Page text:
Internment of enemy civillians

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Panzermahn
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Internment of enemy civillians

Post by Panzermahn » 01 Feb 2004 03:31

Can anyone shed more info on the internment of enemy civillians in Britain or other countries?

How about the fate of German, Finnish, Romania, Hungary, Bulgarian, Slovakian civillians in Britain during WW2?

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Harri
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Post by Harri » 01 Feb 2004 17:45

Finns were interned in all those countries who were officially in war with us. Between 12.1941 and 9.1944 Finns living or visiting (usually sailors) in Britain and Australia were held in camps which were hardly guarded because Finns were not considered to a majot threat. I'm not sure about the situation in Canada, South Africa etc. Finland had a very large merchant fleet before the war and many Finnish sailors and their ships were interned all around the world.

USSR is a bit different case because Finns were both interned and imprisoned but on the other hand they also fought in Red Army against Germans and especially Finns. Soviet 54th Division was largely led and manned by Finns and Karelians.

After 4.9.1944 when Finland signed a peace agreement with USSR most Finns in Germany were captured and sent to concentration camps.

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Cammin1
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Post by Cammin1 » 02 Feb 2004 00:45

Lots of Japenesse were locked up here in the U.S., especially the ones that lived on the west coast.

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DrG
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Post by DrG » 02 Feb 2004 12:52

Italians emigrants were present almost everywhere in the British Empire, and were interned after the Italian declaration of war on UK, 10 June 1940 (but the Daily mail had started attacking Italians, also with racistic tones, already in April 1940). Churchill ordered: "Collar the lot!".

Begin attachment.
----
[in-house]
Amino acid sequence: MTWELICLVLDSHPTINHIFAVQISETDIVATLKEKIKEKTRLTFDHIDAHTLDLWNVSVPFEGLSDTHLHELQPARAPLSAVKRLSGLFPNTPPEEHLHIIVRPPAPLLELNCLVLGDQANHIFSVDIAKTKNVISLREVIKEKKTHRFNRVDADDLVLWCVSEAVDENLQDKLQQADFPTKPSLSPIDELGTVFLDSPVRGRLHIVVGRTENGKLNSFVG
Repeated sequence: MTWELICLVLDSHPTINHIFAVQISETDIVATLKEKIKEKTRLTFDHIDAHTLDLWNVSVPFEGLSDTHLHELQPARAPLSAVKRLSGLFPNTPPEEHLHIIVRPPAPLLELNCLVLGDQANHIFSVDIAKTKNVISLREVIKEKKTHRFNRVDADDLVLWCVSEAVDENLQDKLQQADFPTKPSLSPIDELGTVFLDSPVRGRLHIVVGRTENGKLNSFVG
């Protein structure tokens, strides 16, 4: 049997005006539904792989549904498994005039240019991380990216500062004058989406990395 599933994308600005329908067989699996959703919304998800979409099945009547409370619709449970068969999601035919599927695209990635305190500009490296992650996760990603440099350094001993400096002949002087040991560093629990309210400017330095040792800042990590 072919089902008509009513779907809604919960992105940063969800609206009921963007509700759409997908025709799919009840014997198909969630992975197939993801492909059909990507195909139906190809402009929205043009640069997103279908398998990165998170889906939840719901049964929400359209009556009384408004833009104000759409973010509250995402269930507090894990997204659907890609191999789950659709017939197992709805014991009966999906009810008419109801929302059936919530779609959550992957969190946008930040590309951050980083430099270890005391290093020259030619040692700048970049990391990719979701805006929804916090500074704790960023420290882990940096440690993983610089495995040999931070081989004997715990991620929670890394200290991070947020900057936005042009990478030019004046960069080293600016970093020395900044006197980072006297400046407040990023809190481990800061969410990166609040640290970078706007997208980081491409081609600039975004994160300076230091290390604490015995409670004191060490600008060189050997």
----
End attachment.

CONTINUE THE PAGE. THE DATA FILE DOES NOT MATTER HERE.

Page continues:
The worst tragedy for Italian interees in Britain was the sinking of the Arandora Star, that was deporting them in Australia. 486 out of 784 Italians died.
Italians in Britain
Italians in Scotland
Italians in Canada (maybe the most harsh of the internement in the Commonwealth; this caused an higher support to Fascism from Italo-Canadians. Internees at a camp in Petawawa, Ontario, often sang: "We march along with Germany as one; / In brotherhood with honest men and true ... / We are the sons of Italy reborn, ... / If our adopted land treats us with scorn, / The Duce will defend us in the fray.")
Italians in Australia
Italians in Tanzania

Of course a large number of Italians was interned or transferred in places far from their homes (if they lived near the coast) also in the USA, but the treatement was usually better than in the British Empire, Italians in the USA.
Even the mayor of San Francisco was interrogated about his alleged Fascist simpaties. Secret papers reveal little known WWII Italian hearings.

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Post by David Thompson » 02 Feb 2004 17:05

For interested readers, there is an FBI overview (about 650 pps. long) of the WWII custodial detention programs in the United States available in pdf format at:

http://foia.fbi.gov/custodet.htm

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Oleg Grigoryev